Around 28,000 additional troops were rushed to Kashmir Valley week after 10,000 were deployed, just before the abrogation of Article 370. Mobile internet services, landline connectivity, mobile network, was entirely blocked since the eve of August 5. There was a curfew announced on the ground, in the erstwhile state, while mainstream media reported that only Section 144 was imposed.
Hospital Turns Graveyard
The restrictions imposed in J&K made it extremely difficult for Kashmir residents to access healthcare. Even a petition was moved before the Supreme Court seeking the restoration of Internet services at hospitals and other medical establishments across Jammu and Kashmir to help save the lives of thousands of patients in the state.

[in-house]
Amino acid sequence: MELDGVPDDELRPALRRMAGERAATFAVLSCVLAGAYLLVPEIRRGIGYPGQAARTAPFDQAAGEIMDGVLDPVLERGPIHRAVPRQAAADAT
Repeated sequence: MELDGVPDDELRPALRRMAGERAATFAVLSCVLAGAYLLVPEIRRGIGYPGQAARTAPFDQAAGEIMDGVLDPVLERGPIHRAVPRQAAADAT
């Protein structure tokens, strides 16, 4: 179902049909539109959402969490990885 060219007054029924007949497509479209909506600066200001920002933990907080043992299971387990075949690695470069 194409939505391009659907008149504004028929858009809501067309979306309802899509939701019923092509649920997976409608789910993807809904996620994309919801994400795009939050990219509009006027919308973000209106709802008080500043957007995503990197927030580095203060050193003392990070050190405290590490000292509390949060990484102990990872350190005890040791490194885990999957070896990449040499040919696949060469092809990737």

Brutalisation By Forces
Security forces in Indian-administered Kashmir were accused of violently beating civilians in several villages, after the region was stripped of its autonomy. The Indian army, however, denied these allegations. The BBC’s Sameer Hashmi met several villagers who say they were beaten with sticks and cables and given electric shocks.
IAS Officer Resigns
Kannan Gopinathan, former IAS officer, cited the restriction in expressing his views on Kashmir and the abrogation of Article 370 as the reasons as he resigned from his position. Gopinathan was serving as the Secretary of the Power Department in the Union Territories of Daman and Diu, and Dadra and Nagar Haveli. He came in the spotlight after he was spotted carrying sacks of relief materials on his back and distributing them at relief camps during floods in Kerala last year.
With prolonged restrictions over the modes of communication in J&K, journalism came to standstill. The fourth pillar of democracy has crippled and collapsed in the Valley. Journalists across India have raised concerns over the restricted reporting. Also, in an exclusive interview with The Logical Indian, journalist, Anuradha Bhasin said, “They are killing our pages.”
Apples Rot Away